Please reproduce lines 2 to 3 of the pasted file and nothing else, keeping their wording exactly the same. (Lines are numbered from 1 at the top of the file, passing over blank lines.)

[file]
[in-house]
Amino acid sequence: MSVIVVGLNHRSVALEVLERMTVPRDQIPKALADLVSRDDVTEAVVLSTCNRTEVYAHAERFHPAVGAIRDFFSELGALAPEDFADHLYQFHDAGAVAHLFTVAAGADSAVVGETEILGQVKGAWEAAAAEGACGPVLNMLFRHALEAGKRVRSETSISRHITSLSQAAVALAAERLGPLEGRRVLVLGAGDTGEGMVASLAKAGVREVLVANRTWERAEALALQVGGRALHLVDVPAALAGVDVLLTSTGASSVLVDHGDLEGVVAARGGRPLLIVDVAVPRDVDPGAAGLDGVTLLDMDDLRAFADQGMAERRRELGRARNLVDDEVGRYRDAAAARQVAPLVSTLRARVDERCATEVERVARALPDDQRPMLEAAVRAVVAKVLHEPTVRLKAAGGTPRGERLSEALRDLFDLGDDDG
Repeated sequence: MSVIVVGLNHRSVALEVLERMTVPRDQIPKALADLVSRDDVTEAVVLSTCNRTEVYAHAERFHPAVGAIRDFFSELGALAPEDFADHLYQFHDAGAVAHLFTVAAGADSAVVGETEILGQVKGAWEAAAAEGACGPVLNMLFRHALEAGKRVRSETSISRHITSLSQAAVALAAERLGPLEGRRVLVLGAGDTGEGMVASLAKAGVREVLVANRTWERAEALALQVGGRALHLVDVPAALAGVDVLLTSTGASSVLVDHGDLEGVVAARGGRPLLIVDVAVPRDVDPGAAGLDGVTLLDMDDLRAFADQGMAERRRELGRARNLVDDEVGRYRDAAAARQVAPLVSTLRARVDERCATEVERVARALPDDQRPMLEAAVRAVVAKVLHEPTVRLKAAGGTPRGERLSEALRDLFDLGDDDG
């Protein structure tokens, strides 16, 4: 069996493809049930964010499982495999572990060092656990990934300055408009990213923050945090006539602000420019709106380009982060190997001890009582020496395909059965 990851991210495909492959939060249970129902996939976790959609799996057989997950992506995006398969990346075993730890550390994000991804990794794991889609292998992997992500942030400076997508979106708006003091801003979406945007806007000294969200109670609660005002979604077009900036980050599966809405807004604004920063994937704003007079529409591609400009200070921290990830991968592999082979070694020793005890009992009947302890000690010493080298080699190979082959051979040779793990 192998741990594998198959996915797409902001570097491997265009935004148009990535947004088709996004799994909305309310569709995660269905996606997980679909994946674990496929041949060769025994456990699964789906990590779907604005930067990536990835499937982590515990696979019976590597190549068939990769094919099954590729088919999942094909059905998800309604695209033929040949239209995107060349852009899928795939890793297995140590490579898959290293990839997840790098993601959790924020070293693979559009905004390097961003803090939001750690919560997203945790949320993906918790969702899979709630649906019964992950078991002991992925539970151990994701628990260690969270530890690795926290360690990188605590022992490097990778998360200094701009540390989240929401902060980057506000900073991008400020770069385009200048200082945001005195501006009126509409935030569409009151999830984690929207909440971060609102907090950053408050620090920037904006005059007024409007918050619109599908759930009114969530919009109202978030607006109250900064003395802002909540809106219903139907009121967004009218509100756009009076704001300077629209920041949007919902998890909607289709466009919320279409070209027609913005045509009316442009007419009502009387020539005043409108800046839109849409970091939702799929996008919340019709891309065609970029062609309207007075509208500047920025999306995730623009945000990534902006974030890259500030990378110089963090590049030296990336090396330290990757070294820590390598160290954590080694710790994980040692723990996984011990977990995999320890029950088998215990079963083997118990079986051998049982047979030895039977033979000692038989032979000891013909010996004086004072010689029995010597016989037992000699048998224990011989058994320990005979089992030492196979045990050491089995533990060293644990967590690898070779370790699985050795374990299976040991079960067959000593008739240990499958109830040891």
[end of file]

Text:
Amino acid sequence: MSVIVVGLNHRSVALEVLERMTVPRDQIPKALADLVSRDDVTEAVVLSTCNRTEVYAHAERFHPAVGAIRDFFSELGALAPEDFADHLYQFHDAGAVAHLFTVAAGADSAVVGETEILGQVKGAWEAAAAEGACGPVLNMLFRHALEAGKRVRSETSISRHITSLSQAAVALAAERLGPLEGRRVLVLGAGDTGEGMVASLAKAGVREVLVANRTWERAEALALQVGGRALHLVDVPAALAGVDVLLTSTGASSVLVDHGDLEGVVAARGGRPLLIVDVAVPRDVDPGAAGLDGVTLLDMDDLRAFADQGMAERRRELGRARNLVDDEVGRYRDAAAARQVAPLVSTLRARVDERCATEVERVARALPDDQRPMLEAAVRAVVAKVLHEPTVRLKAAGGTPRGERLSEALRDLFDLGDDDG
Repeated sequence: MSVIVVGLNHRSVALEVLERMTVPRDQIPKALADLVSRDDVTEAVVLSTCNRTEVYAHAERFHPAVGAIRDFFSELGALAPEDFADHLYQFHDAGAVAHLFTVAAGADSAVVGETEILGQVKGAWEAAAAEGACGPVLNMLFRHALEAGKRVRSETSISRHITSLSQAAVALAAERLGPLEGRRVLVLGAGDTGEGMVASLAKAGVREVLVANRTWERAEALALQVGGRALHLVDVPAALAGVDVLLTSTGASSVLVDHGDLEGVVAARGGRPLLIVDVAVPRDVDPGAAGLDGVTLLDMDDLRAFADQGMAERRRELGRARNLVDDEVGRYRDAAAARQVAPLVSTLRARVDERCATEVERVARALPDDQRPMLEAAVRAVVAKVLHEPTVRLKAAGGTPRGERLSEALRDLFDLGDDDG